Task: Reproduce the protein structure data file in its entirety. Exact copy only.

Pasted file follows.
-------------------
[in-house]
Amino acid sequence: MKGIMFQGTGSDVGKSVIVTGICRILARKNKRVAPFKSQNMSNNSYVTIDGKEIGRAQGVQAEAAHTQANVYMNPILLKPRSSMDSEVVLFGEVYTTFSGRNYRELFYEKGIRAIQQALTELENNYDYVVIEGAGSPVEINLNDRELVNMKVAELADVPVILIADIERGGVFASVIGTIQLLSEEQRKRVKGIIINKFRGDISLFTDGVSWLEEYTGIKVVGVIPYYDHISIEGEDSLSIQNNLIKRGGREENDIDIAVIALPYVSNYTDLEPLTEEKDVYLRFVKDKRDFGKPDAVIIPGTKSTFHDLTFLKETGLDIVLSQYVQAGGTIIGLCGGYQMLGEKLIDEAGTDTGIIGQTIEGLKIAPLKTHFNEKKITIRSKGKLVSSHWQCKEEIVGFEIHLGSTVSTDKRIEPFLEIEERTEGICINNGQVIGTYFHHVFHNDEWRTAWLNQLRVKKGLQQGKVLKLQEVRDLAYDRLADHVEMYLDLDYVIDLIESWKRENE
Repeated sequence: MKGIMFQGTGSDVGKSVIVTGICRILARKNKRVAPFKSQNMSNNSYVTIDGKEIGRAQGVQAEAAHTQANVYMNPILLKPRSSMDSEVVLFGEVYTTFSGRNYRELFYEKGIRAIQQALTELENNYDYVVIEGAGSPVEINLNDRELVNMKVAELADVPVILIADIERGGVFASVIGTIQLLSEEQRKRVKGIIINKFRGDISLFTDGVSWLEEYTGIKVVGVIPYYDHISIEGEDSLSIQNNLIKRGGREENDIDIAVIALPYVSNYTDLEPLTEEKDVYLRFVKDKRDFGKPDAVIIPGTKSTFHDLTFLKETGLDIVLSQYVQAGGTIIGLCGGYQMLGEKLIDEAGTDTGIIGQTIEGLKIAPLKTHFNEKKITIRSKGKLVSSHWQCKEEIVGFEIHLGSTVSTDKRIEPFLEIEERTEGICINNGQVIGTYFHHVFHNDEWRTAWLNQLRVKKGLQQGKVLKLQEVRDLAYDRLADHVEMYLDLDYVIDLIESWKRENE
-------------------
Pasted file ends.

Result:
[in-house]
Amino acid sequence: MKGIMFQGTGSDVGKSVIVTGICRILARKNKRVAPFKSQNMSNNSYVTIDGKEIGRAQGVQAEAAHTQANVYMNPILLKPRSSMDSEVVLFGEVYTTFSGRNYRELFYEKGIRAIQQALTELENNYDYVVIEGAGSPVEINLNDRELVNMKVAELADVPVILIADIERGGVFASVIGTIQLLSEEQRKRVKGIIINKFRGDISLFTDGVSWLEEYTGIKVVGVIPYYDHISIEGEDSLSIQNNLIKRGGREENDIDIAVIALPYVSNYTDLEPLTEEKDVYLRFVKDKRDFGKPDAVIIPGTKSTFHDLTFLKETGLDIVLSQYVQAGGTIIGLCGGYQMLGEKLIDEAGTDTGIIGQTIEGLKIAPLKTHFNEKKITIRSKGKLVSSHWQCKEEIVGFEIHLGSTVSTDKRIEPFLEIEERTEGICINNGQVIGTYFHHVFHNDEWRTAWLNQLRVKKGLQQGKVLKLQEVRDLAYDRLADHVEMYLDLDYVIDLIESWKRENE
Repeated sequence: MKGIMFQGTGSDVGKSVIVTGICRILARKNKRVAPFKSQNMSNNSYVTIDGKEIGRAQGVQAEAAHTQANVYMNPILLKPRSSMDSEVVLFGEVYTTFSGRNYRELFYEKGIRAIQQALTELENNYDYVVIEGAGSPVEINLNDRELVNMKVAELADVPVILIADIERGGVFASVIGTIQLLSEEQRKRVKGIIINKFRGDISLFTDGVSWLEEYTGIKVVGVIPYYDHISIEGEDSLSIQNNLIKRGGREENDIDIAVIALPYVSNYTDLEPLTEEKDVYLRFVKDKRDFGKPDAVIIPGTKSTFHDLTFLKETGLDIVLSQYVQAGGTIIGLCGGYQMLGEKLIDEAGTDTGIIGQTIEGLKIAPLKTHFNEKKITIRSKGKLVSSHWQCKEEIVGFEIHLGSTVSTDKRIEPFLEIEERTEGICINNGQVIGTYFHHVFHNDEWRTAWLNQLRVKKGLQQGKVLKLQEVRDLAYDRLADHVEMYLDLDYVIDLIESWKRENE